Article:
Concise, critical reviews of books, exhibitions, and projects in all areas and periods of art history and visual studies
March 5, 2018
Michelle Apotsos Architecture, Islam, and Identity in West Africa: Lessons from Larabanga New York: Routledge, 2016. 216 pp.; 61 b/w ills. Hardcover $144.00 (9781138192454)

A book-length scholarly work on architecture on the African continent is so rare that a new publication is cause for celebration in the small community of scholars who study this topic. Michelle Apotsos’s in-depth, diachronic study of architecture in the Islamic community of Larabanga in northern Ghana fits the bill. The book accomplishes multiple tasks. It reconstructs the history of Larabanga as a seat of Islam in the West African savanna—including the history of its dominant ethnic group, the Kamara—and traces the simultaneous emergence of an architectural idiom that embodied the town’s unique identity. In the process, Apotsos also writes a concise and synthetic summary of Islamic architecture that overcomes the conventional dichotomy between Islam in North Africa, southern Europe, and the Arabian Peninsula and Islam below the Sahara. The book is the most recent monograph written in the anthropologically inspired tradition established in some of the first postindependence histories of African architecture by Western scholars including Labelle Prussin and Suzanne Preston Blier.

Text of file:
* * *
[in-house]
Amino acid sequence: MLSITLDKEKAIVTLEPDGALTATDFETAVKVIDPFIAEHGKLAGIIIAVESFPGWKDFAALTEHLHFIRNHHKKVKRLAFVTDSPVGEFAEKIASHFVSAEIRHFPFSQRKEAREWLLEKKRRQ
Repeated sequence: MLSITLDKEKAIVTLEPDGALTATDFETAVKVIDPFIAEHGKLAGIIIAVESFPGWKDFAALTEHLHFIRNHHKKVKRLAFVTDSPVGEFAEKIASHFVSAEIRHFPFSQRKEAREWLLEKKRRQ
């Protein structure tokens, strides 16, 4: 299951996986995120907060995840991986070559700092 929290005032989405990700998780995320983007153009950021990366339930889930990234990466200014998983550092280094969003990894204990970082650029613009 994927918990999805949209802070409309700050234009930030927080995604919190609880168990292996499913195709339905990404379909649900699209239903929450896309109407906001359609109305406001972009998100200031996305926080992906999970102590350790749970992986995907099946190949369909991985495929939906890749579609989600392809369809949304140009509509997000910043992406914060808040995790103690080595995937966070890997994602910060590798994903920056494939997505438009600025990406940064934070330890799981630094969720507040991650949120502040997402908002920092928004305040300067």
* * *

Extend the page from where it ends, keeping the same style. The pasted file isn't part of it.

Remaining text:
After a brief introduction, in which she takes readers on a visit to the mosque in contemporary Larabanga as though they were part of the stream of foreign tourists who have recently descended on the town, Apotsos frames her book as a challenge to conventional understandings of architecture as a material expression of permanence and presence. She suggests that “Afro-Islamic” architecture in particular poses an alternative because it emphasizes process instead of product and models modes of presence that are not normatively permanent. Accordingly, the scholarship on African architecture—most of which has been produced by Western interlocutors—has taken the problem of articulating difference in a nonessential manner as its raison d’être. It has, somewhat unsuccessfully, used concepts such as “postcolonialism,” “world architecture,” the “vernacular,” and “regionalism” to try to come to terms with this issue. After her synopsis of major questions in Africanist architectural history, Apotsos completes one of the most successful chapters of her book—a history of Islamic architecture in West Africa that starts with the now-classic layout and decorative program of the Great Mosque of Damascus, Syria; follows the adoption and adaptation of Islam in religious buildings and urban design in Egypt and Tunisia; traces the emergence of the iconic Sahelian architectural language of Djenné, Timbuktu, and Gao; expands on the almost unknown history of Islam in Asante cultural production; and culminates in the dual inheritance of architecture in northern Ghana. In her third chapter, “Mallams, Mosques, and Mystic Stones,” Apotsos makes her most original contribution through an analysis of all scales of Larabanga’s built environment. Following this is a fascinating section on “modern” interventions in the city’s built fabric and the Larabanga mosque’s integration into the tourism and global-heritage circuit. Thus Apotsos’s narrative moves from the general to the specific and from the ancient to the contemporary. The book thus lends itself to both comprehensive and targeted modes of reading and is therefore accessible to a variety of readers.